View all McLaren 570S reviews
Loading...

PROS

  • Less expensive McLaren supercar
  • Easier to live with day to day
  • Nod to fuel economy

CONS

  • Looks functional rather than beautiful

Verdict

Representing its first offering in a new market segment is the McLaren 570S coupe, a sports car which is the initial model from a family the company calls the Sports Series.

Over time other body styles will join Sports Series, which sits below Super Series (the 650S and 675LT ranges) and Ultimate Series (the P1 hypercar) in McLaren’s hierarchy.

Chief among the rivals in the sights of the McLaren 570S are Aston Martin’s Vantage, Ferrari’s new 488 GTB and Porsche’s 911 Turbo.

Light weight and aerodynamically efficient

There are visual similarities to McLaren’s existing range, especially at the front where the 570S features headlights mimicking the shape of the company’s logo, but overall the newcomer is distinctive.

It’s designed to look athletic and functional, as though the aluminium bodywork is a skin tightly wrapped over the McLaren’s skeleton. Aerodynamics have been at the forefront of the engineers’ minds too, hence the air-deflecting blades at the front and flying buttresses at the rear of the car improving airflow around the 570S coupe’s rear end, among many racing car-derived solutions.

Lightness is a key McLaren 570S attribute, the whole car built around a carbon fibre tub, which has been further modified to make it easier live with on a day-to-day basis than its more expensive stablemates.

Handling should be a key beneficiary of the McLaren’s weight-saving measures, but the company’s gone further by installing fully independent adaptive suspension to the 570S, accessible in ‘Normal’, ‘Sport’ and ‘Track’ driving modes. How effective these are will come to light when we test the car later this year.

Immense performance

Installed immediately behind the seats in the middle of the car, sending drive to the rear wheels via a seven-speed sequential gearbox, is a 3.8-litre twin turbo engine, producing 562bhp – the 570 element of the car’s name refers to the power output in PS.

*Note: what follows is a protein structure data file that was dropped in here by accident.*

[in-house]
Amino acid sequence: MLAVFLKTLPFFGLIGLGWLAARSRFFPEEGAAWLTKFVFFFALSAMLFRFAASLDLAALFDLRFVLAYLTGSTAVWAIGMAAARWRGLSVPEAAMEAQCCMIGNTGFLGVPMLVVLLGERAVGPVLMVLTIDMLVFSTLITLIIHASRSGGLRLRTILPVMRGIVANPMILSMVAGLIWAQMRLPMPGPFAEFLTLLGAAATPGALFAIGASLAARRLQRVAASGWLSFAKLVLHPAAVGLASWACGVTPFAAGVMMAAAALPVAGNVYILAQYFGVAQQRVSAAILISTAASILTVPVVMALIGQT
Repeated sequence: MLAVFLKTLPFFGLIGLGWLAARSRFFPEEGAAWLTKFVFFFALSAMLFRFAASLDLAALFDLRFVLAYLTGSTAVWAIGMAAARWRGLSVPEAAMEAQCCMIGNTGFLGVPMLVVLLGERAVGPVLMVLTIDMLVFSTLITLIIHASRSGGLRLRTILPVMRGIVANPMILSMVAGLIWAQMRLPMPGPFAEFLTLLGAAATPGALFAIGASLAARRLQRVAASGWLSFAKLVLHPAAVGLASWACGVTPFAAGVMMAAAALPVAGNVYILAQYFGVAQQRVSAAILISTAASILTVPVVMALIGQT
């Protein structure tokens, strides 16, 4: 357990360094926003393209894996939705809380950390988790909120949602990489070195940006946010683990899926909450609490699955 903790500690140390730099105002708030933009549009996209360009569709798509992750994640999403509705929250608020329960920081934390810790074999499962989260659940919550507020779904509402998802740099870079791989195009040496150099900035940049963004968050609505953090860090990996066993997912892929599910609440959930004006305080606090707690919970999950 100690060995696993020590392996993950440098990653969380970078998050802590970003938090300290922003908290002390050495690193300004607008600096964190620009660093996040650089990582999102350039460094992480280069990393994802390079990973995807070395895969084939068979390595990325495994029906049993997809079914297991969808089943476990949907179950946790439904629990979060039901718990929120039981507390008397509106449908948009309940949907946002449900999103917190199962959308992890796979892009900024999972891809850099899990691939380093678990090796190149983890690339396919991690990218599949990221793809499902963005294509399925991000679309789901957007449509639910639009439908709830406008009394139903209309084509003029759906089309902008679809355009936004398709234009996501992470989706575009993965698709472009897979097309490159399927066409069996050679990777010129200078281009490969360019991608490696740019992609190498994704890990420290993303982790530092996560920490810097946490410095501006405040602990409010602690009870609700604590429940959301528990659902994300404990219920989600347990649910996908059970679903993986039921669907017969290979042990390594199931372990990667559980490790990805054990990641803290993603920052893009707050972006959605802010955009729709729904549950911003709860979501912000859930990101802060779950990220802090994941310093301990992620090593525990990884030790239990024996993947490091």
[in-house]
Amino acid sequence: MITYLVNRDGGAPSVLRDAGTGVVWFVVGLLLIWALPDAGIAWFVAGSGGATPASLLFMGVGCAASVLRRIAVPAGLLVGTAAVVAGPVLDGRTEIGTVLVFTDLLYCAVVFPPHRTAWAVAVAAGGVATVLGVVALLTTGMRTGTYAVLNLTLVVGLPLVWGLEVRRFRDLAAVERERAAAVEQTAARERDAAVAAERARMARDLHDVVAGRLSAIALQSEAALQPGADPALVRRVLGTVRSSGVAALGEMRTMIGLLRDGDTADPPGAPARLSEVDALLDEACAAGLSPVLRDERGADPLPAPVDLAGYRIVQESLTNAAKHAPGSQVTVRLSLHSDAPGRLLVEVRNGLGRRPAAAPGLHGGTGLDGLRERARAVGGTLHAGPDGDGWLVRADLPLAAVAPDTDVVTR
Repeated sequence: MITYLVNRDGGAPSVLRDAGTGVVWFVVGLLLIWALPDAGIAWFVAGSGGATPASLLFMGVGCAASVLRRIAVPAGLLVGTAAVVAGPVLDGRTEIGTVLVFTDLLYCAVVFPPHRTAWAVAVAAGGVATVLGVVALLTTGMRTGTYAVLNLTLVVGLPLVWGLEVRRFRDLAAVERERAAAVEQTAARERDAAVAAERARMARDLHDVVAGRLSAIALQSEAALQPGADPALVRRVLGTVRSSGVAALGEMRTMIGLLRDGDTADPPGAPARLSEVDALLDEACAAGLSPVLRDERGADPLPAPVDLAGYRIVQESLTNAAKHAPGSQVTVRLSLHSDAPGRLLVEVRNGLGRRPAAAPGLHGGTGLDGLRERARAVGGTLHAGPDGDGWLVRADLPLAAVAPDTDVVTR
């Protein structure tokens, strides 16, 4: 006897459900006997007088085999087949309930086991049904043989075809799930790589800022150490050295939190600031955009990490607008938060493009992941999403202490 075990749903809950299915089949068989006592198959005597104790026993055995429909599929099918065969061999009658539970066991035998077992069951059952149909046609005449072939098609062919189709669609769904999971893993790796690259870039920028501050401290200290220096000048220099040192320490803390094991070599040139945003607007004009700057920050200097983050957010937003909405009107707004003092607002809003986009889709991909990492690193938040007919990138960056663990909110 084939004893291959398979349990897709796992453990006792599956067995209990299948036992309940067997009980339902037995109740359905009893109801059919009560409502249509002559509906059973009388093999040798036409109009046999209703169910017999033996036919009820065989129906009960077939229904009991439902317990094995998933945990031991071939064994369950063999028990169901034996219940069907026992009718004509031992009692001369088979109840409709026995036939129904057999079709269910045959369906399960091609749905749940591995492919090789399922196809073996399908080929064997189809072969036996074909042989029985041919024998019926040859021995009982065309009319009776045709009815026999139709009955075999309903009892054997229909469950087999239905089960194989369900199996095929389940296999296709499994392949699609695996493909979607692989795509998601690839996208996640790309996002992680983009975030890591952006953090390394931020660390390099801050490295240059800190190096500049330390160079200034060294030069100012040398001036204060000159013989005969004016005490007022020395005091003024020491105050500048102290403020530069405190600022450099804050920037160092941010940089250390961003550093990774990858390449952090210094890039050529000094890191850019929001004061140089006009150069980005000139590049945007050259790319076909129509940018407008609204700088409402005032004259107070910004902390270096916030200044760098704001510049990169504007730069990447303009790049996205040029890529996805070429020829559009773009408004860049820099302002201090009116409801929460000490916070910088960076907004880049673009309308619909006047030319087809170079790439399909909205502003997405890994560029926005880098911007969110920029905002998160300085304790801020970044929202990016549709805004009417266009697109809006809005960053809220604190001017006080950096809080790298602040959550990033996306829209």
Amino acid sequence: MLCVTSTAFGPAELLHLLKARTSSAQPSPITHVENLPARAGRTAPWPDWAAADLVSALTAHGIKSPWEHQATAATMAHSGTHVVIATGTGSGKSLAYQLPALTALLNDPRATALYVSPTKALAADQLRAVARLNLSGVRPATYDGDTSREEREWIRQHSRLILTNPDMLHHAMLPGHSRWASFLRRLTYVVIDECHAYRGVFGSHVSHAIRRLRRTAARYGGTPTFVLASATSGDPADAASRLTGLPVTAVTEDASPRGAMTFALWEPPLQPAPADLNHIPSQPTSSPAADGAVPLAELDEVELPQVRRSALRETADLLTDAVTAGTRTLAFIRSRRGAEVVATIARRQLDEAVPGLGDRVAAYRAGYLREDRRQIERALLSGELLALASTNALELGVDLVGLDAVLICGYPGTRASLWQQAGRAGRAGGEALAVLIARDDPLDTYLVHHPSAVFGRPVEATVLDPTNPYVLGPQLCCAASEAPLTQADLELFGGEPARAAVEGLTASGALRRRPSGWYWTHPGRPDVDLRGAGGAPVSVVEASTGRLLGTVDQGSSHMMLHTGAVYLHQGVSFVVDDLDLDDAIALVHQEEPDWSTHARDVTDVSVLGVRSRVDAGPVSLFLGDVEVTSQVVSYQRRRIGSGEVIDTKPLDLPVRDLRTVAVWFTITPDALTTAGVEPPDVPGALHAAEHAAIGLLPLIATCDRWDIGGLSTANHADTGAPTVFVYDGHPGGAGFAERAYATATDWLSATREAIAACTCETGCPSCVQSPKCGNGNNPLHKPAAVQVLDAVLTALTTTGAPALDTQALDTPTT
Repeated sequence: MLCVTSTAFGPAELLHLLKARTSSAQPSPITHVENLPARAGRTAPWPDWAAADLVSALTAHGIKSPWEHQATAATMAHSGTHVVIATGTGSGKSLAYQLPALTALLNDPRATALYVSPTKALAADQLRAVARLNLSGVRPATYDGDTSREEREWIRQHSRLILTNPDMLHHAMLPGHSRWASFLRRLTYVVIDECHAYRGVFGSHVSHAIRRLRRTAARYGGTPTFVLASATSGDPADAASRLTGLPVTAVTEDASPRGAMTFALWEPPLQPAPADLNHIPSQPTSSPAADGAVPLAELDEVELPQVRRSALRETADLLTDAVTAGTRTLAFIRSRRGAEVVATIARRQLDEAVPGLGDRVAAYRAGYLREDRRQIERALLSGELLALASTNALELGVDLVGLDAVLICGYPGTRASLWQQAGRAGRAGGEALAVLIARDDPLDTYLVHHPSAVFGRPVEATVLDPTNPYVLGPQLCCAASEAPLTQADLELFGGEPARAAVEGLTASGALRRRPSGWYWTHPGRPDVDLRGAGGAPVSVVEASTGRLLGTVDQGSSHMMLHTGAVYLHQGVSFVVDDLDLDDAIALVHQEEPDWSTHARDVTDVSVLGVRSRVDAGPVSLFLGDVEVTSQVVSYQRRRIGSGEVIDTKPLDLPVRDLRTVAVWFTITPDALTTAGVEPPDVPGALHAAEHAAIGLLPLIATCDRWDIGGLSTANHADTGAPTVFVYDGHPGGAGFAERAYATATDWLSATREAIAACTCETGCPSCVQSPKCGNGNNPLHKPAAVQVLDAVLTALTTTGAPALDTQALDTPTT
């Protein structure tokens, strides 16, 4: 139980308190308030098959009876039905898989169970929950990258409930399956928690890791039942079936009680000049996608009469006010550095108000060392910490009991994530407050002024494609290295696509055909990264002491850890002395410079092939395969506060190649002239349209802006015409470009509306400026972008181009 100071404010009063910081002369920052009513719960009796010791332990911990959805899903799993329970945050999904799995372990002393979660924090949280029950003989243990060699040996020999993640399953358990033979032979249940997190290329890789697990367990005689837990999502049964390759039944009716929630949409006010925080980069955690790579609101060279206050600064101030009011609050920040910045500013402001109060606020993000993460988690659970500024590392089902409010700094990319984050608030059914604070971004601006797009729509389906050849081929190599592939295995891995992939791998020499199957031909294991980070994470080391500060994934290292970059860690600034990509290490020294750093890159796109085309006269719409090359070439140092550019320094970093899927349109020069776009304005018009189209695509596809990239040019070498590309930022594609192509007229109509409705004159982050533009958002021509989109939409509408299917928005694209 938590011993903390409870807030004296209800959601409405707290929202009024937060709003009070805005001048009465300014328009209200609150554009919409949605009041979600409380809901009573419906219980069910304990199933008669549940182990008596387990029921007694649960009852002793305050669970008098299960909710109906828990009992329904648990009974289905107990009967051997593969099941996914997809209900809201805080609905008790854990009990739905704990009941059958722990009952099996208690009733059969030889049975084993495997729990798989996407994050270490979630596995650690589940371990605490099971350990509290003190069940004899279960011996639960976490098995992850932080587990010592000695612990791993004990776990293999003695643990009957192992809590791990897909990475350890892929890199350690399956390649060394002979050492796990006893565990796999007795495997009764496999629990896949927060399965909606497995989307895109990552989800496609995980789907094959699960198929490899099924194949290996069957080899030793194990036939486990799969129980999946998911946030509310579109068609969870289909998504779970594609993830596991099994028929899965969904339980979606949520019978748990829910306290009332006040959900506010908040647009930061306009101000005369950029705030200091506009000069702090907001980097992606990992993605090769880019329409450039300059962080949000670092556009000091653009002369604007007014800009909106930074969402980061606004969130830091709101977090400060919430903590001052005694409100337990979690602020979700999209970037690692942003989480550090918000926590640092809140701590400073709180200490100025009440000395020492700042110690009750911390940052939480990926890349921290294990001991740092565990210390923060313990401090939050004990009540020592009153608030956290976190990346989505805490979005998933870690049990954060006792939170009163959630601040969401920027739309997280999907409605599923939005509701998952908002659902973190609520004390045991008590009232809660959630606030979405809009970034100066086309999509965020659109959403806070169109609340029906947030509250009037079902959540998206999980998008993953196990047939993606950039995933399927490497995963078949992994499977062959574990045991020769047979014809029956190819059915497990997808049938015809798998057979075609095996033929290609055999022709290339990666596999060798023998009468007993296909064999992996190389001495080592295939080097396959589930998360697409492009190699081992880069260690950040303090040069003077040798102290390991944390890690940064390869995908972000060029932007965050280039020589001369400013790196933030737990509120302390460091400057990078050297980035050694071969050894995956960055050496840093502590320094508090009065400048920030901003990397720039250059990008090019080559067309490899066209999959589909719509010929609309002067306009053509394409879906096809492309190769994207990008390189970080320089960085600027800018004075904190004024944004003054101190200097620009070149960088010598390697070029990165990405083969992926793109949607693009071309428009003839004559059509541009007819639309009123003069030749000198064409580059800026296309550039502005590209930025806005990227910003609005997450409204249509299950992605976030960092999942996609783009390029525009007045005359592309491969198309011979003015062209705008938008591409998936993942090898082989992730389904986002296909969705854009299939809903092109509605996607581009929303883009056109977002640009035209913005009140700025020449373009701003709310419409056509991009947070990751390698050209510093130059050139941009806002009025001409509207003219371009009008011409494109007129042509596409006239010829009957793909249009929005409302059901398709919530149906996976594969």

This is enough to propel the McLaren on to a top speed of 204mph, while peak torque of 600Nm from 5,000rpm ensures the 0-62mph acceleration test is dispatched in just 3.2 seconds.

While economy is rarely a primary concern for buyers of cars in this sector, McLaren has worked hard to deliver palatable figures in spite of the 570S coupe’s inherent speed. Overall fuel consumption is claimed to be 25.5mpg, although CO2 emissions of 258g/km confirm the 570S is placed in VED car tax band M, the most expensive at the time of its launch.

Standard ceramic brakes ensure there’s sufficient stopping power to negate the wealth of performance on tap as required, the enormous discs nestling behind 19-inch alloy wheels up front, 20-inchers at the back, with ultra-low profile Pirelli P-Zero Corsa tyres smeared around them – they’re racing car-derived too, but are claimed to deliver excellent grip on both road and track.

An everyday supercar?

High-end sports cars are not usually paragons of practicality, but McLaren has gone some way to ensure the 570S coupe is its most useable model to date.

Not only is it easier than its siblings to get in and out of (although it still features butterfly wing – or dihedral – doors), the 570S has comfort-oriented sports seats as standard – racing alternatives are optionally available – in addition to an extra 150 litres of interior storage space.

Leather upholstery and dashboard coverings are also included in the price, as are a digital instrument cluster and a seven-inch touchscreen for the infotainment and climate control functions.

An extensive range of ‘By McLaren’ bespoke options are also available including special exterior and interior colours schemes and a 12-speaker Bowers & Wilkins premium audio system with 1,280W of surround sound superiority.

When can you buy one?

McLaren is yet to reveal exactly how much the new 570S coupe will cost but we expect it to be significantly less expensive than the current entry-level 650S.

Sales are due to begin later in 2015 but before then Parkers will drive the new car delivering a thorough verdict in the full new McLaren 570S coupe review.

  • Parkers ratings

  • Performance:not rated yet
  • Handling:not rated yet
  • Behind the wheel:not rated yet
  • Comfort:not rated yet
  • Running costs:not rated yet
  • Green credentials:not rated yet
  • Reliability:not rated yet
  • Buying new:not rated yet
  • Buying used:not rated yet
  • Selling:not rated yet
  • Equipment:not rated yet
  • Safety:not rated yet
  • Practicality:not rated yet

Sidebar Right

Choose a different car: